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November 29, 2018, 1pm ET
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February 19-20, 2019
GUIRR Meeting


HIBAR Workshop Banner June 2017
 
Academic, business, and government leaders are developing fresh research strategies to promote innovation and discovery. Their shared goal, building off strong historical precedents, is to achieve the twin-win of breakthrough research and societal benefits. Fundamental research carefully linked to real-world problem contexts appears to produce stronger theories and more societally valuable results. The term Highly Integrative Basic and Responsive (HIBAR) Research conveys these ambitious aspirations.

GUIRR hosted a half-day workshop to consider strategies to more reliably produce HIBAR research: (1) Partnerships with business and government (cities, counties, state, federal), as well as non-governmental organizations (NGOs) and (2) Policy changes to campus hiring/tenure/promotion rules so as to support teamwork and problem orientation that includes off-campus partnerships and on-campus collaborations.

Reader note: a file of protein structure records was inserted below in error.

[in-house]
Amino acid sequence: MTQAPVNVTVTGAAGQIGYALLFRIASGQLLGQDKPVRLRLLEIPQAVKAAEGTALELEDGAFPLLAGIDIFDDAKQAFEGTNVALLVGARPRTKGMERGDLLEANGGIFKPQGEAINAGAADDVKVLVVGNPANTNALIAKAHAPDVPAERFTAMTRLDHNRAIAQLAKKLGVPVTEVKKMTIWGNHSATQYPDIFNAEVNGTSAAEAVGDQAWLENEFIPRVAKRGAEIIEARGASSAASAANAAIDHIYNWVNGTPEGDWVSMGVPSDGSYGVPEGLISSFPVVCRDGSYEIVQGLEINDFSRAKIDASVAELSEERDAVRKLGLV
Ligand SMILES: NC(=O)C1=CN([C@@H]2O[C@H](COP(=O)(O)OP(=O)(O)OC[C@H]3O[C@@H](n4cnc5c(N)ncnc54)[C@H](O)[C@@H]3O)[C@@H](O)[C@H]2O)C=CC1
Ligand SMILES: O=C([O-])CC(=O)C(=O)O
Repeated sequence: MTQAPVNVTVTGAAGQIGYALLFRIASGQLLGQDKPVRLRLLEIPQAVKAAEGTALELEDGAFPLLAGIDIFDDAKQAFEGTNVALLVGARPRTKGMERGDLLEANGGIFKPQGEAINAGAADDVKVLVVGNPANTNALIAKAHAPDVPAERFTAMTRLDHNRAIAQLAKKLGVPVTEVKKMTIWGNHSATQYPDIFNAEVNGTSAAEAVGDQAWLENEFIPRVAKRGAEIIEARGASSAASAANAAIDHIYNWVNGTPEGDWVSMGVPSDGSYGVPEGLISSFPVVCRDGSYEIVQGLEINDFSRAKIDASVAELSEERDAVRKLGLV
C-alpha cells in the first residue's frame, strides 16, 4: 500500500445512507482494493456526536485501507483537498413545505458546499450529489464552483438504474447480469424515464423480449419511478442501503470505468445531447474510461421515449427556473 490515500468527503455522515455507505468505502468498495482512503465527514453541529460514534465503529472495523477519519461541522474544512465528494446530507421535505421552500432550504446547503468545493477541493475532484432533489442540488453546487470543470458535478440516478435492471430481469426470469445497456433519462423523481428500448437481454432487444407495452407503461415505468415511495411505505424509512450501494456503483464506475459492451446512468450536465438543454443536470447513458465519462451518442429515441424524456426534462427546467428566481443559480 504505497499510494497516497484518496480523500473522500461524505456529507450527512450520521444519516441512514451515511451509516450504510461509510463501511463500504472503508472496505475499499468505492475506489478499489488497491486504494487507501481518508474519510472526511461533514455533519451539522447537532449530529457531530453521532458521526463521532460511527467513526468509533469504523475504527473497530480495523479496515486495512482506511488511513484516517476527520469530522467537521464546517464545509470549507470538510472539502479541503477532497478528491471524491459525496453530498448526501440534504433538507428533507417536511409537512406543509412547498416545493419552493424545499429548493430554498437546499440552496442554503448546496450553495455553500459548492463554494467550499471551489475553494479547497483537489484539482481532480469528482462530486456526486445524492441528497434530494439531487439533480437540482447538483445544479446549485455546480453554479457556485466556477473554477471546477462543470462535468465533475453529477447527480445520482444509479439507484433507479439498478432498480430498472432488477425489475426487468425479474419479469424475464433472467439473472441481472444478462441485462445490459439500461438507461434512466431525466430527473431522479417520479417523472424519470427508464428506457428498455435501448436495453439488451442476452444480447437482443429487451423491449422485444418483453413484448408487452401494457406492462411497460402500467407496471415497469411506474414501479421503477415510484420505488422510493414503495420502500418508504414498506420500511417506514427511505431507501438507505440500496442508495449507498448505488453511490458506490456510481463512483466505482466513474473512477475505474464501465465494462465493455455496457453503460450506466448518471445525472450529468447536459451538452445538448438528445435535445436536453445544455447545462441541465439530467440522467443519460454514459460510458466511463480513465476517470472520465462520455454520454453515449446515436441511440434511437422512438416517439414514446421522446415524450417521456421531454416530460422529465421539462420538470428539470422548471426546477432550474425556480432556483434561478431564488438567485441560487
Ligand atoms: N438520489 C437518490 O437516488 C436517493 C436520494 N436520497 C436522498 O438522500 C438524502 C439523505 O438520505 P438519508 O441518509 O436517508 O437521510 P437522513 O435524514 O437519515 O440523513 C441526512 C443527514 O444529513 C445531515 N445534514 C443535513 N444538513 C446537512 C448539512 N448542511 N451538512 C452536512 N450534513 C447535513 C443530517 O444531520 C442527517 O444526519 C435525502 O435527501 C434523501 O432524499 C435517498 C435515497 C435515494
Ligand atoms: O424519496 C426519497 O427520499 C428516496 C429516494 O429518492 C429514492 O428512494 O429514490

Background ReadingMeeting Webcast 

Panel 1: What is HIBAR and Why Is It Important? 
  • Dan Sarewitz,Co-Director, Consortium for Science, Policy & Outcomes, and Professor of Science and Society, School for the Future of Innovation in Society at Arizona State University
  • Ben Shneiderman, Distinguished University Professor of Computer Science at the University of Maryland
  • Lorne Whitehead, Professor in the Department of Physics and Astronomy at the University of British Columbia

HIBAR Workshop – What is HIBAR and Why Is It Important? from The National Academies on Vimeo.


Panel 2: Promoting Cultural Change on Campus
  • Ben Shneiderman
  • Camille Crittenden, Deputy Director of CITRIS and the Banatao Institute at the University of California, Berkeley
  • Lorne Whitehead

HIBAR Workshop – Promoting Cultural Change on Campus from The National Academies on Vimeo.
 

Panel 3: Developing HIBAR Partnerships: Lessons from Experience

 
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